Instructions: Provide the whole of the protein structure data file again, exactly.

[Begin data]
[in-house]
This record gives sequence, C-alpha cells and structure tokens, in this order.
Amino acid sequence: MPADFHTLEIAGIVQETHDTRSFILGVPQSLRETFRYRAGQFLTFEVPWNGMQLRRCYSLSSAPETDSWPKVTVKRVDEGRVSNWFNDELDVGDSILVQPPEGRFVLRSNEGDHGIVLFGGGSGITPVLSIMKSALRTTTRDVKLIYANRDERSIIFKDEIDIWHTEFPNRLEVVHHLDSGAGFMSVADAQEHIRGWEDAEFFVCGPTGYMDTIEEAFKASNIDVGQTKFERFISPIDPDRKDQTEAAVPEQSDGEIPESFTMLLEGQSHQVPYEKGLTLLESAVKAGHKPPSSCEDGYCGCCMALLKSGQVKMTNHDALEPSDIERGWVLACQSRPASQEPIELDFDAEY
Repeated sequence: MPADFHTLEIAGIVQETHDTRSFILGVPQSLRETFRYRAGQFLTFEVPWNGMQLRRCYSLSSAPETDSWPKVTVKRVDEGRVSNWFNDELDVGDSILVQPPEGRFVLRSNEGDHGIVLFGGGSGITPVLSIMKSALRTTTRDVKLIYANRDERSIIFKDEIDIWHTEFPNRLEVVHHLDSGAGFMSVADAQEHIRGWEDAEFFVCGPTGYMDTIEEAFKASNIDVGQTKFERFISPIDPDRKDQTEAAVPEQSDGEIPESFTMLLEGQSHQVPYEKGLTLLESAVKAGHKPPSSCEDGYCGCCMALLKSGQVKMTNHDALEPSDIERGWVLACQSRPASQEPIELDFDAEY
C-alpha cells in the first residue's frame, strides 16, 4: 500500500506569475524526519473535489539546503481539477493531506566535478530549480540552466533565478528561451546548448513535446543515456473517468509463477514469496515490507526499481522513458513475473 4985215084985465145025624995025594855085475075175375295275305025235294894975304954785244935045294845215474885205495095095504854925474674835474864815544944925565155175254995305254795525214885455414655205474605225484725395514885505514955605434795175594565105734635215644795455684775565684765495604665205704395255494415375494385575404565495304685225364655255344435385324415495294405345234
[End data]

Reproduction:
[in-house]
This record gives sequence, C-alpha cells and structure tokens, in this order.
Amino acid sequence: MPADFHTLEIAGIVQETHDTRSFILGVPQSLRETFRYRAGQFLTFEVPWNGMQLRRCYSLSSAPETDSWPKVTVKRVDEGRVSNWFNDELDVGDSILVQPPEGRFVLRSNEGDHGIVLFGGGSGITPVLSIMKSALRTTTRDVKLIYANRDERSIIFKDEIDIWHTEFPNRLEVVHHLDSGAGFMSVADAQEHIRGWEDAEFFVCGPTGYMDTIEEAFKASNIDVGQTKFERFISPIDPDRKDQTEAAVPEQSDGEIPESFTMLLEGQSHQVPYEKGLTLLESAVKAGHKPPSSCEDGYCGCCMALLKSGQVKMTNHDALEPSDIERGWVLACQSRPASQEPIELDFDAEY
Repeated sequence: MPADFHTLEIAGIVQETHDTRSFILGVPQSLRETFRYRAGQFLTFEVPWNGMQLRRCYSLSSAPETDSWPKVTVKRVDEGRVSNWFNDELDVGDSILVQPPEGRFVLRSNEGDHGIVLFGGGSGITPVLSIMKSALRTTTRDVKLIYANRDERSIIFKDEIDIWHTEFPNRLEVVHHLDSGAGFMSVADAQEHIRGWEDAEFFVCGPTGYMDTIEEAFKASNIDVGQTKFERFISPIDPDRKDQTEAAVPEQSDGEIPESFTMLLEGQSHQVPYEKGLTLLESAVKAGHKPPSSCEDGYCGCCMALLKSGQVKMTNHDALEPSDIERGWVLACQSRPASQEPIELDFDAEY
C-alpha cells in the first residue's frame, strides 16, 4: 500500500506569475524526519473535489539546503481539477493531506566535478530549480540552466533565478528561451546548448513535446543515456473517468509463477514469496515490507526499481522513458513475473 4985215084985465145025624995025594855085475075175375295275305025235294894975304954785244935045294845215474885205495095095504854925474674835474864815544944925565155175254995305254795525214885455414655205474605225484725395514885505514955605434795175594565105734635215644795455684775565684765495604665205704395255494415375494385575404565495304685225364655255344435385324415495294405345234